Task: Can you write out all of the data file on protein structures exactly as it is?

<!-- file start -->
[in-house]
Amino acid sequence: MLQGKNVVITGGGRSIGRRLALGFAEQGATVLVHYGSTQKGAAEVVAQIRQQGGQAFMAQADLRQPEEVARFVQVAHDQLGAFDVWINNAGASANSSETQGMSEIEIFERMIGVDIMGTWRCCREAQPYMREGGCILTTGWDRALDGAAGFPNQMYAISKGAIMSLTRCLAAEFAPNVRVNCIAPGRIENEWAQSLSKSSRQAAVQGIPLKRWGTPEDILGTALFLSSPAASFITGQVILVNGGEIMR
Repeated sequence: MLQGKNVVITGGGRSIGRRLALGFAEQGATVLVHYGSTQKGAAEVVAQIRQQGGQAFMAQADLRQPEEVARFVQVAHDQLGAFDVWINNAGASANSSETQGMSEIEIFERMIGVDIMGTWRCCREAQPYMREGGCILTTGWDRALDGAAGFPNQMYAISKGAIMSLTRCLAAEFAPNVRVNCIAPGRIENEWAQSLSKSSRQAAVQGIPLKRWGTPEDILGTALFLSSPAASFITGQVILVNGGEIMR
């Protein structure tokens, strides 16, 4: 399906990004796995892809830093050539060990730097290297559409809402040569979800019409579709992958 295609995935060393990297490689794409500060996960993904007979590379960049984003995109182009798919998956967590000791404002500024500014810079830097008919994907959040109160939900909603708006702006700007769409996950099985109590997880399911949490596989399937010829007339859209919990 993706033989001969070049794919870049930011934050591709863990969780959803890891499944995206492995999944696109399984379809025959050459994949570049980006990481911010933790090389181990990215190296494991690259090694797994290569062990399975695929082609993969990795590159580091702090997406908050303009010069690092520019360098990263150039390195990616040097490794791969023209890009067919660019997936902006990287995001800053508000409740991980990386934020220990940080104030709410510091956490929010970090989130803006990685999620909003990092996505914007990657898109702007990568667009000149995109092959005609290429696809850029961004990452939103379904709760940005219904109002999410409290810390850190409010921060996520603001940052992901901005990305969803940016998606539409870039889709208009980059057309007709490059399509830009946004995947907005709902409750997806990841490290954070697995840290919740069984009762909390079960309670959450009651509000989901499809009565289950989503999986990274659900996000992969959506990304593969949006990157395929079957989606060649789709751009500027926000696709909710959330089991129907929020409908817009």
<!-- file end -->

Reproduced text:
[in-house]
Amino acid sequence: MLQGKNVVITGGGRSIGRRLALGFAEQGATVLVHYGSTQKGAAEVVAQIRQQGGQAFMAQADLRQPEEVARFVQVAHDQLGAFDVWINNAGASANSSETQGMSEIEIFERMIGVDIMGTWRCCREAQPYMREGGCILTTGWDRALDGAAGFPNQMYAISKGAIMSLTRCLAAEFAPNVRVNCIAPGRIENEWAQSLSKSSRQAAVQGIPLKRWGTPEDILGTALFLSSPAASFITGQVILVNGGEIMR
Repeated sequence: MLQGKNVVITGGGRSIGRRLALGFAEQGATVLVHYGSTQKGAAEVVAQIRQQGGQAFMAQADLRQPEEVARFVQVAHDQLGAFDVWINNAGASANSSETQGMSEIEIFERMIGVDIMGTWRCCREAQPYMREGGCILTTGWDRALDGAAGFPNQMYAISKGAIMSLTRCLAAEFAPNVRVNCIAPGRIENEWAQSLSKSSRQAAVQGIPLKRWGTPEDILGTALFLSSPAASFITGQVILVNGGEIMR
């Protein structure tokens, strides 16, 4: 399906990004796995892809830093050539060990730097290297559409809402040569979800019409579709992958 295609995935060393990297490689794409500060996960993904007979590379960049984003995109182009798919998956967590000791404002500024500014810079830097008919994907959040109160939900909603708006702006700007769409996950099985109590997880399911949490596989399937010829007339859209919990 993706033989001969070049794919870049930011934050591709863990969780959803890891499944995206492995999944696109399984379809025959050459994949570049980006990481911010933790090389181990990215190296494991690259090694797994290569062990399975695929082609993969990795590159580091702090997406908050303009010069690092520019360098990263150039390195990616040097490794791969023209890009067919660019997936902006990287995001800053508000409740991980990386934020220990940080104030709410510091956490929010970090989130803006990685999620909003990092996505914007990657898109702007990568667009000149995109092959005609290429696809850029961004990452939103379904709760940005219904109002999410409290810390850190409010921060996520603001940052992901901005990305969803940016998606539409870039889709208009980059057309007709490059399509830009946004995947907005709902409750997806990841490290954070697995840290919740069984009762909390079960309670959450009651509000989901499809009565289950989503999986990274659900996000992969959506990304593969949006990157395929079957989606060649789709751009500027926000696709909710959330089991129907929020409908817009």